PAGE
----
Review of Testing Circle

A first-hand account of discrimination

The purpose of this page is to give a review of my experience with 'Testing Circle'.

Testing Circle is a small IT recruitment company headquartered in London, England. In 2014, I stumbled across an advertisement for a graduate role. I felt happy that it didn't require a subject-specific degree (despite having one), free training would be provided and I would greatly flourish in this role. Bear in mind that I was going through a tough spell; in terms of my health, family and financial situation. I knew that landing this job would alleviate this troublesome spell. Thus, I seized the opportunity by applying for it.

The company invited me for an assessment day. They said my speech impediment (which I disclosed) would not make me less valuable, indicating they would be willing to hire someone with such an impediment. Admittedly, I did not feel confident I would probably land the job due to issues I was facing plus the increasingly difficult competition. Nevertheless, this opportunity was not worth ignoring, so accepted the invitation.

The morning of the assessment day. I felt stomach pains as well as negative thoughts about how the day would fare. I felt depressed about my life in general and over the improbability of securing the job. I knew what it was like to endure rejection and didn't want to experience it again. My desire for success did not preclude me from attending. I was under a lot of pressure to perform well, knowing my personal problems would curtail, should I land the job. In hindsight, the wisest thing I should have done was rearrange the appointment.

Having punctually reached the venue, a number of events were scheduled. Some of which included a presentation and interview. When I began the presentation, my speech was worse than normal, owing to my lack of wellness. I felt embarrassed and awkward, which exacerbated my speech. Their body language suggested they weren't pleased with my performance. I felt they disliked me and perceived me as a joke. Afterwards, I was relieved it was finally over. I couldn't believe how uneasy I felt during the ordeal and how they reacted.

The interview was next. At this point, I felt mentally despondent but realised there was light at the end of the tunnel. I thought I might be able to change the interviewers' initial perceptions of me by flourishing in the interview. Two people conducted the interview. Sadly, it was even worse. They made disapproving gestures indicative of their dissatisfaction of me (i.e. folded arms, glazed expressions, etc). Such feelings aggravated my concentration, speech and ability to quickly think of good answers to their questions. When the interview was over, the assessment day came to a close. My embarrassment was stretched to the breaking point. What I gathered the most was a negative perception they had of me. How they perceived me indicated they didn't want to pursue my application given my speech.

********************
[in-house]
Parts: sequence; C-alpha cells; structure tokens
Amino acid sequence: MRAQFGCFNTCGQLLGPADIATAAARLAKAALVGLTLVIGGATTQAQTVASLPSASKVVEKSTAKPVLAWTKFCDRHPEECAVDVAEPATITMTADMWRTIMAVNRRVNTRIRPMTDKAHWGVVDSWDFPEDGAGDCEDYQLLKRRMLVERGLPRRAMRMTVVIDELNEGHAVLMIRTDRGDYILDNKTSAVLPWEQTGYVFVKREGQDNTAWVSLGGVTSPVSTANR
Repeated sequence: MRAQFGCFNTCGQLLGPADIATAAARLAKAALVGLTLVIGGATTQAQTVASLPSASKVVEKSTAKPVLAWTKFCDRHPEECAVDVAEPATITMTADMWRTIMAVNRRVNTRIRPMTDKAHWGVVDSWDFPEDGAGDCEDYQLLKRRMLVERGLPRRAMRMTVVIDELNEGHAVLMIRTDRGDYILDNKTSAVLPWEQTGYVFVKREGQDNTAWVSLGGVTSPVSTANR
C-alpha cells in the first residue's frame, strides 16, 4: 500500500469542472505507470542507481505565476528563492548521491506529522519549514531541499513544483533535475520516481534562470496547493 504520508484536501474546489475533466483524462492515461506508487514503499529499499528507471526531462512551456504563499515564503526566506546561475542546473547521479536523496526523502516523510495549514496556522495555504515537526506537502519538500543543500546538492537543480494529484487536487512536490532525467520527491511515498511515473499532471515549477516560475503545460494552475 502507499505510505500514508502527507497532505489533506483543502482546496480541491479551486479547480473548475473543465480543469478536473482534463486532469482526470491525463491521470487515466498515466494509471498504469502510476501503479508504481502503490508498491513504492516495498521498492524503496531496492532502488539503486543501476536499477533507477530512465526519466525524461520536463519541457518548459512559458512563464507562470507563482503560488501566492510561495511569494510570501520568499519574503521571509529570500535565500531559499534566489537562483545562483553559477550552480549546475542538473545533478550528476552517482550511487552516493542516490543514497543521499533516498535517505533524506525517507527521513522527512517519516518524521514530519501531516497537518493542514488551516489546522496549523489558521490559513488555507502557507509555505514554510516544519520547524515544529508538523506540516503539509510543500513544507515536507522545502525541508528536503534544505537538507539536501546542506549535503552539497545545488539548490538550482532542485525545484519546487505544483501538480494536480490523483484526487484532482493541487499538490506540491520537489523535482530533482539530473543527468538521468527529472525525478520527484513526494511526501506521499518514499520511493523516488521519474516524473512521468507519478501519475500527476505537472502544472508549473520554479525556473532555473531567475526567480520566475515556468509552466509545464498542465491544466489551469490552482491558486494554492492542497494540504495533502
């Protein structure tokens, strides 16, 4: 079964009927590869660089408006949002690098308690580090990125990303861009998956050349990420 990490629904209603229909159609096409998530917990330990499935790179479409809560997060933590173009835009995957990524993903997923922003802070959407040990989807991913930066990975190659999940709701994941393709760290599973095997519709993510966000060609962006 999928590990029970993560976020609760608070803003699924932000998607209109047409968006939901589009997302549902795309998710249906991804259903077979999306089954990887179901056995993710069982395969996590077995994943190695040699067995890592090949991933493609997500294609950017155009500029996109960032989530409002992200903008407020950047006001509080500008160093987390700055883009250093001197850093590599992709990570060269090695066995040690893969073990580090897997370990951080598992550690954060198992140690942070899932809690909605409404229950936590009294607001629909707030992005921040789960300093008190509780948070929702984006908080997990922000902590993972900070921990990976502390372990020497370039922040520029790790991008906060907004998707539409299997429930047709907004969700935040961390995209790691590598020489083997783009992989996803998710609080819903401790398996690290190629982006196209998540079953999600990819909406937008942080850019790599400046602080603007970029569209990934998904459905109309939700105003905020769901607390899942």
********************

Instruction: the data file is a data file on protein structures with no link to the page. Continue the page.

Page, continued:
A few days later, my application was declined. I was keen to hear constructive feedback and was told they would give this according to their policy, but weeks followed without a response despite chasing them up. Their failure to offer feedback despite assuring they would, contradicting their own policy and reactions to me during the assessment day is best explained by the notion that they discriminated against me, due to my speech. This is not what I wanted to subjectively believe. I wanted to believe I was unsuccessful for any other reason apart from that. However, I couldn't rationally accept any other conclusion apart from the one which was the most hurtful and disappointing.

Why have I written this review? For a number of reasons.

  1. I don't want people to experience what I went through, particularly those from specific groups. Not only does it leave you unwanted, damages your confidence and hurts you, but also, it is objectively morally wrong. Those who have done it should not escape detection. By raising awareness and disapproving of what happened, folks will be more conscious of it during recruitment, in particular the company itself, making it is less likely history will repeat itself.

  2. Discrimination is sadly still a problem today, especially against specific groups i.e. ethnic minorities, genders, racial groups, etc. Academic research concurs with this fact and demonstrates that certain groups are more likely to suffer unemployment, unfair salaries, bullying, etc. than other groups. Such groups are also more likely to face cyber discrimination by employees who would never make such comments during their working hours. This can have huge implications for people. For instance, one's entire career path could depend on whether discrimination transpired during the recruitment process, impacting future financial stability and one's quality of life. Cognising such ripple effects discrimination can cause is hugely important.

  3. People shouldn't assume that discrimination will never happen to them. We live in an world crying for justice given most wrongs are not detected and most detected wrongs are not punished. However emotionally difficult it is to believe it, if the evidence suggests it occurred, one should accept it. If there is no evidence for and against it, one should remain neutral rather than opine an optimistic view.

Testing Circle will not want to believe discrimination occurred given their business objectives to flourish and beat the competition. Also, it doesn't feel good to hold a negative view, especially if specific stakeholders lack proof. However, this is not an intellectual reason to reject the undesirable conclusion I have made. I myself do not want to believe this, but truth hurts.


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